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Vacation Planning for Any Budget

Summer's here Canada! Time to slip into a pair of sandals, slap on sunscreen, and hit the beach. But what kind of vacation is right for you -- and your budget? The good news is that options and resources abound to help maximize your vacation loonie.

Not surprisingly, the USA is the most popular international destination for Canadian travellers, followed by Mexico and Europe. However, most Canadians prefer the 'staycation', which is a great way for vacationers to save money -- and discover what their own city or province has to offer. It's a good idea to create an itinerary of destinations and activities, so you don't get stuck doing the usual errands and chores. Give yourself a break from your mobile phone and laptop, and consider day trips, which will allow you to see the sights and enjoy a change of scenery without having to pay for an overnight stay.

Feel like hitting the ocean? Cruises can be a great way to get a 'taste' of port towns that you otherwise might not visit. In general, deals are easy to come by, especially when searching online.

Repositioning cruises offer great prices, and veteran cruise lines tend to offer better prices than new companies. Avoid double-tipping, since many cruise lines include tips in their fees.

Is your sense of adventure -- and pocket book -- ready for international travel? If so, look up the local exchange rate before you go, and exchange currency at banks rather than hotels or airports. Booking travel in 'off' months can save money, and vacation packages offer competitive prices. If you're feeling adventurous, arranging accommodation after you've arrived will eliminate fees paid to travel agents.

However you decide to enjoy your summer vacation, I recommend following these five steps:

1. Be realistic about what you can afford. After all, there's no point taking a vacation if you're constantly worrying about overspending.

2. Put together a budget. To help anticipate expenses, consider these items:

• Airfare: Include taxes, airport improvement fees (if applicable), overweight baggage costs, transportation to and from the airport, and in-flight meals.

• Car rentals: Factor in taxes, gas and insurance (although check your auto insurance and credit card policies to ensure you don't pay for duplicate coverage). To find the most competitive gas prices across Canada (and the US) check out the many online sites available!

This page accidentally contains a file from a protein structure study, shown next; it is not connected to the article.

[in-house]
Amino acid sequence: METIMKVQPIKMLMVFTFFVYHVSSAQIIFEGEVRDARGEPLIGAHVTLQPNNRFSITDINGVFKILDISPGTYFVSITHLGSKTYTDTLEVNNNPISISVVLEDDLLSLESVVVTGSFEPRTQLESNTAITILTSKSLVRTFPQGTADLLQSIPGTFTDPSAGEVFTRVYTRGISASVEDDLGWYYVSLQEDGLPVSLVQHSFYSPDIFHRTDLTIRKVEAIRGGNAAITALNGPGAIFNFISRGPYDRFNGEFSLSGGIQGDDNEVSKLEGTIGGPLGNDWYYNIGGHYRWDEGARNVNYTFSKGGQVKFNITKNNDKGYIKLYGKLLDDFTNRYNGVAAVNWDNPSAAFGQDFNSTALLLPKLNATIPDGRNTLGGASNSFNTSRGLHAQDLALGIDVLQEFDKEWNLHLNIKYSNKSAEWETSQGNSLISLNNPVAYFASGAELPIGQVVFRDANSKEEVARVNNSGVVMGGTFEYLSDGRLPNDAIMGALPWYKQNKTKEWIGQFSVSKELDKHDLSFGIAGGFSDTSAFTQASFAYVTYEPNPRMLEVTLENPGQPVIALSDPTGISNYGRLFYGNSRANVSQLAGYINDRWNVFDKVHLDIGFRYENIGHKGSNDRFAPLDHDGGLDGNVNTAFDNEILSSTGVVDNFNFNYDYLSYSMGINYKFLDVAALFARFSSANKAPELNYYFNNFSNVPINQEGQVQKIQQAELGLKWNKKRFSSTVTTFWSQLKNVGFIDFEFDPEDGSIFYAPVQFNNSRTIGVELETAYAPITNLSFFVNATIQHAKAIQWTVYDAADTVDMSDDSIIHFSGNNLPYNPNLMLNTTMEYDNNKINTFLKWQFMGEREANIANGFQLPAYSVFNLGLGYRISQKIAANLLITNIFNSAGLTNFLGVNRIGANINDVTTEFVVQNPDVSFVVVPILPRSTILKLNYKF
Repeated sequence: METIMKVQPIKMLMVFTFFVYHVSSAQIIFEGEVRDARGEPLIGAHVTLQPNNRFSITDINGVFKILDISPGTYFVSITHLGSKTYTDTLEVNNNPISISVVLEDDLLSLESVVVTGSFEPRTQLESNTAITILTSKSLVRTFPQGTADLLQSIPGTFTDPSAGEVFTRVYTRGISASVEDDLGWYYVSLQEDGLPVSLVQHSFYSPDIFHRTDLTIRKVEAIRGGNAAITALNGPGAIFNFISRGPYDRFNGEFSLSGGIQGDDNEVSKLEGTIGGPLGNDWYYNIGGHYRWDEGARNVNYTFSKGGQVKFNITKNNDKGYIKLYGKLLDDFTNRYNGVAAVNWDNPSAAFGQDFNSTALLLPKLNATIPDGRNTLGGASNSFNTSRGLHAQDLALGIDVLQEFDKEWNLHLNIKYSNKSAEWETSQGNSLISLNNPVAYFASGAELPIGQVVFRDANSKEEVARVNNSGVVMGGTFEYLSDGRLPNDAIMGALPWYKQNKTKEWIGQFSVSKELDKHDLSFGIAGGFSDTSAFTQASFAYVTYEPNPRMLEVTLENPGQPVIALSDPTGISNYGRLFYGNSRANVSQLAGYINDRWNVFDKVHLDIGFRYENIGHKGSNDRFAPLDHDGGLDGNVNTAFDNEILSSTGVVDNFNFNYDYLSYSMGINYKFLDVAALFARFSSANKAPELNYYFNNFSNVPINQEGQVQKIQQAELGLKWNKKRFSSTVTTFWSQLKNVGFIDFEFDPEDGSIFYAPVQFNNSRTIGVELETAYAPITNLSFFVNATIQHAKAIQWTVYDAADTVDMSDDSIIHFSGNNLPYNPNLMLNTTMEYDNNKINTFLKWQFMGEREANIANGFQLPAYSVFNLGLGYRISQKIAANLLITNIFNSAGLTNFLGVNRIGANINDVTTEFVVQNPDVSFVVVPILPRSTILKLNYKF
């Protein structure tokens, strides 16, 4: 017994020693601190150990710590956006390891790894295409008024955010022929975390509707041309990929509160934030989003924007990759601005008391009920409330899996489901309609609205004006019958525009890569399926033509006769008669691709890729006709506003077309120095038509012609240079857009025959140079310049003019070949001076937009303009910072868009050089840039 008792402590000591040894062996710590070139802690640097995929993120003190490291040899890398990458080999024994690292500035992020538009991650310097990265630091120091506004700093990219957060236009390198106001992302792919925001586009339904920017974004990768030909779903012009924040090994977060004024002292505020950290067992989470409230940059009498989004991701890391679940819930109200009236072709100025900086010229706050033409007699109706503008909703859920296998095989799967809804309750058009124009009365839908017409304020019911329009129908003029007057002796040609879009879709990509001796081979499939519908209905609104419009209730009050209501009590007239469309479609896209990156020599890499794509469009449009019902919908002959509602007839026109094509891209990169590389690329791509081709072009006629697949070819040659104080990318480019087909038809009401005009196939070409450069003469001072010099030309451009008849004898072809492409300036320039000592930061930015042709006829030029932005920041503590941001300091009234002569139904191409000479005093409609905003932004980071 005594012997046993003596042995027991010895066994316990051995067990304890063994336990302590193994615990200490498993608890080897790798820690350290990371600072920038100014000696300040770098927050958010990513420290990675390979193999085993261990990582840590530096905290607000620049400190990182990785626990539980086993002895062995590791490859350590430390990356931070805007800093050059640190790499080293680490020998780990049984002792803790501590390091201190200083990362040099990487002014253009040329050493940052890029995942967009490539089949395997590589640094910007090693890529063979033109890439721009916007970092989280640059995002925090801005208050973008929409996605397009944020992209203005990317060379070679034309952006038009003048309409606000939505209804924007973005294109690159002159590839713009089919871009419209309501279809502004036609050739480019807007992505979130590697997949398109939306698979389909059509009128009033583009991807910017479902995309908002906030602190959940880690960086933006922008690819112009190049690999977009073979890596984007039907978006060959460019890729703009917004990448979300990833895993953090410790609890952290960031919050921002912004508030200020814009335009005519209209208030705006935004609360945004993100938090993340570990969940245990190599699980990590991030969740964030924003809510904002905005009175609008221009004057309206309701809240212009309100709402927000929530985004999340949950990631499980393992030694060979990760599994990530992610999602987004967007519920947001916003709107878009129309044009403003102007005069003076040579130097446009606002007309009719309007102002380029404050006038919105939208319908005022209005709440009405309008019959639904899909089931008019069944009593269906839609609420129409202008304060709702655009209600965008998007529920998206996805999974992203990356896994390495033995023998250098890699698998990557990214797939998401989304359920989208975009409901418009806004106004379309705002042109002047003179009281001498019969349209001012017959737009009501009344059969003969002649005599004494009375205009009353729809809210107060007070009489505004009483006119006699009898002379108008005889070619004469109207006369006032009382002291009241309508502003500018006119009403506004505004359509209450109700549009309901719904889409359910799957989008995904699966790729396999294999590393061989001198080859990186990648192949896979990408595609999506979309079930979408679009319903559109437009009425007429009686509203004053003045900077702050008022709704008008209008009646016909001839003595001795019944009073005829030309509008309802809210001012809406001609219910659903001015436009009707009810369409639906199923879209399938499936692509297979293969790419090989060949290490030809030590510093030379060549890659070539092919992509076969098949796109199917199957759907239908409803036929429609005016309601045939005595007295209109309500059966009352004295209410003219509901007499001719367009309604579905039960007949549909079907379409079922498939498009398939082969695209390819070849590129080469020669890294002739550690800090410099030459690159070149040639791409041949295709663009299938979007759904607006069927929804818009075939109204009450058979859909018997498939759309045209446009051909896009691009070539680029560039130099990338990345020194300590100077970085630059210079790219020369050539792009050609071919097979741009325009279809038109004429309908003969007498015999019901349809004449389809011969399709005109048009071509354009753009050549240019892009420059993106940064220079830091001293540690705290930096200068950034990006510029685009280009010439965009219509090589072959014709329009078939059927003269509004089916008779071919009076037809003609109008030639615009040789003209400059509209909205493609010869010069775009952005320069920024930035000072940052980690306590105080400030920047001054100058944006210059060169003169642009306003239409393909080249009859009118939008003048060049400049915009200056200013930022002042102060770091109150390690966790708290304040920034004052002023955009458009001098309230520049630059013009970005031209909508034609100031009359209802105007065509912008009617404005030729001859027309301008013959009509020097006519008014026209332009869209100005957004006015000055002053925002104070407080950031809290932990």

• Hotel/lodging: Don't forget taxes and other local fees, charges for phone/internet, room service and tips.

• Entertainment: Include meals, event admission and ticket-ordering charges, transit passes or taxis, sporting equipment rental, babysitters and special clothing or accessory requirements (even the cost of sunscreen can add up for a large family!)

• Mobile phones: Roaming charges in foreign countries, and even at sea, can give you an unpleasant surprise when your vacation is over. Talk to your carrier about a roaming package, before you leave.

3. Shop around. There is no shortage of sites that make it easy to compare fares from airlines, hotels and rental car companies.

4. Protect yourself. When ordering tickets, make sure the sites you are using are legitimate. Once on your trip, safeguard your identity by keeping your passport, driver's license and credit cards in a safe place away from view. If you're planning international travel, alert your credit card issuer before you leave, so they expect charges from outside the country.

5. Expect the unexpected. Credit cards get lost. Flights get delayed. Storms arrive unexpectedly. Keep unknowns in mind when planning your trip, and set aside an extra 10 to 15 per cent of your travel budget for emergencies or surprises.

Once you have a plan and budget in place, it's time to relax and enjoy your vacation. After all, you've earned it!

For more tips and information about budget-savvy vacationing, check out

This article is intended to provide general information and should not be considered an endorsement or legal, tax or financial advice.

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